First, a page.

MSU Extension paper outlines early warning system for schools facing financial stress

Paper argues that Michigan should build fiscal scorecards for school districts using a number of readily available economic and environmental indicators.

A new paper from Michigan State University Extension outlines what a proactive, evidence-based financial health indicator system would look like and how it could prevent many school districts from reaching the crisis point. Fifty-seven Michigan school districts ended 2014 with a deficit or projected deficit, and many are in danger of entering a severe fiscal crisis.  

Michigan Gov. Rick Snyder has prioritized increased transparency and accountability in school finance, including during his State of the State address Tuesday evening when he called for the creation of a financial scorecard for Michigan schools.

Using research on what fiscal indicators best predict fiscal stress as well as information on what other states are doing to analyze the fiscal health of school districts, MSU graduate students Rachel White and Kacy Martin, MSU Extension economist Eric Scorsone and MSU law professor Kristi Bowman argue that Michigan should build fiscal scorecards for school districts using a number of readily available economic and environmental indicators.

“The best system would give both the school district and the state plenty of warning before schools ever reached the point of financial crisis,” Scorsone said.

The deficits in Michigan districts range anywhere from $5,000 to the more than $169 million deficit of Detroit Public Schools and are driven primarily by increasing obligations to retirement costs, Scorsone said. As recently as 2012, an average of nearly $1,400 of a district’s per-pupil revenue went directly toward payments into the Michigan Public School Employees Retirement System (MPSERS).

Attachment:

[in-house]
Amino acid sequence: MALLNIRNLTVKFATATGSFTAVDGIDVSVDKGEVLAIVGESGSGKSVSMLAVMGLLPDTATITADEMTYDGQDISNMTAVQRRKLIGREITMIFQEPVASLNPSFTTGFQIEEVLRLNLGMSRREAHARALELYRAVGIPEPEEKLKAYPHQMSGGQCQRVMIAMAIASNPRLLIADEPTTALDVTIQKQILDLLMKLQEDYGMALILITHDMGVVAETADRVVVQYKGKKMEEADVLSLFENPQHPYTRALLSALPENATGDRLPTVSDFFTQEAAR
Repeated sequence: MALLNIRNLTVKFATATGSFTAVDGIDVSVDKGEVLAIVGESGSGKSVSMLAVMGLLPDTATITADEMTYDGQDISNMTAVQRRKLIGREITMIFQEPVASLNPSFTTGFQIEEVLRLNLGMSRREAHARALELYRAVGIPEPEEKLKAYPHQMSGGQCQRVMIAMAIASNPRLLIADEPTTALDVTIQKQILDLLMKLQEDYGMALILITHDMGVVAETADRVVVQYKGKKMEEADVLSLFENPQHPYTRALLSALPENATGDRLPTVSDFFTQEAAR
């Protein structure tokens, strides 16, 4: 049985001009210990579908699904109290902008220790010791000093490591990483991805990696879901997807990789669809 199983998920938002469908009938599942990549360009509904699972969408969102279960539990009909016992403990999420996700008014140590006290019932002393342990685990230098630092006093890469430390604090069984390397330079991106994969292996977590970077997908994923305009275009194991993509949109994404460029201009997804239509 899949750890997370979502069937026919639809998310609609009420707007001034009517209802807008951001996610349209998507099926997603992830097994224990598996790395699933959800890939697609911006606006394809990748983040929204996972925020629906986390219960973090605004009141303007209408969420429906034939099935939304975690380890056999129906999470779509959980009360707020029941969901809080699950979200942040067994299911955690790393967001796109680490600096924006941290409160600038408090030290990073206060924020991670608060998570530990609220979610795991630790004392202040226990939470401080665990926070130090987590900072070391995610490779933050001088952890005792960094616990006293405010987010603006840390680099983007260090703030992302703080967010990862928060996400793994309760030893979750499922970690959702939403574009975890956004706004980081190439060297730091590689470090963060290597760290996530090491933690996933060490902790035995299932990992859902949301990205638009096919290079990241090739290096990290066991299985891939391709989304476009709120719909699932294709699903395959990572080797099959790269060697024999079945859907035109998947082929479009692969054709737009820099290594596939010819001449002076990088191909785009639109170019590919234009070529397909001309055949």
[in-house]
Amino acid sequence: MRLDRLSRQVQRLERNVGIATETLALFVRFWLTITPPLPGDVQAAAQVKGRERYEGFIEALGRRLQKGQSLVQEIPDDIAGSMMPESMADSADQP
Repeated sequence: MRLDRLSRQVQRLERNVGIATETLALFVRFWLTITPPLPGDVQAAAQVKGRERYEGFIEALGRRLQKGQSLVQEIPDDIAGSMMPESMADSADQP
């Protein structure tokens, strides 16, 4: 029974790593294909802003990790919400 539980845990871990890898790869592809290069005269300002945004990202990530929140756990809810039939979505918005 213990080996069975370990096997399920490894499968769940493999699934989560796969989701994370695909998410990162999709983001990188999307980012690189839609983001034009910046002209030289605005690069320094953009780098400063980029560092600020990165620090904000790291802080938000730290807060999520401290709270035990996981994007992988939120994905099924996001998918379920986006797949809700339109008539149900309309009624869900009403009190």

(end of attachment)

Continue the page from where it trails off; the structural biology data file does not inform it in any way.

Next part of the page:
A recent crop of bills introduced to help Michigan schools before they incur deficits, however, only created mechanisms to intervene because of noncompliance with reporting requirements rather than indicators of fiscal stress. This, the paper argues, would be too little, too late for many Michigan schools.

“The goal should be about schools and the state working together to keep schools out of financial crisis and not just about intervention them once they already find themselves in one,” said White, a student of educational policy. “We looked at the available research and the results of evidence-based policy decisions made in places like New York and Pennsylvania and tried to build something that would work for Michigan.”

Many states have reactive solutions to school district fiscal troubles (like those in the proposed Michigan bills). Other states, such as New York and Pennsylvania, stand out for being more proactive. The Pennsylvania Department of Education regularly analyzes the fiscal condition of school districts and identifies schools that might require technical assistance in the future. The New York comptroller uses a number of fiscal indicators to give schools a score. Though the comptroller can’t intervene, the system allows school boards, legislators and the public to see how districts score and which might be in trouble.

The paper recommends creating scoring criteria that not only warn of fiscal stress but also provide measures of and rewards for fiscal health. Also, the paper argues, the system should not be built so that intervention occurs only when paperwork is not filed but instead allows the state and school districts to work together during early signs of fiscal stress.

“There is a huge amount of publicly available data about the financial health of schools,” White said. “State and local governments can capitalize on that data to keep the public informed and build an early warning system that works.”

Scorsone wrote papers on Detroit’s bankruptcy and the lack of funding for Michigan’s other postemployment benefits, which include healthcare costs.

The new paper can be found online on MSU Extension’s website at

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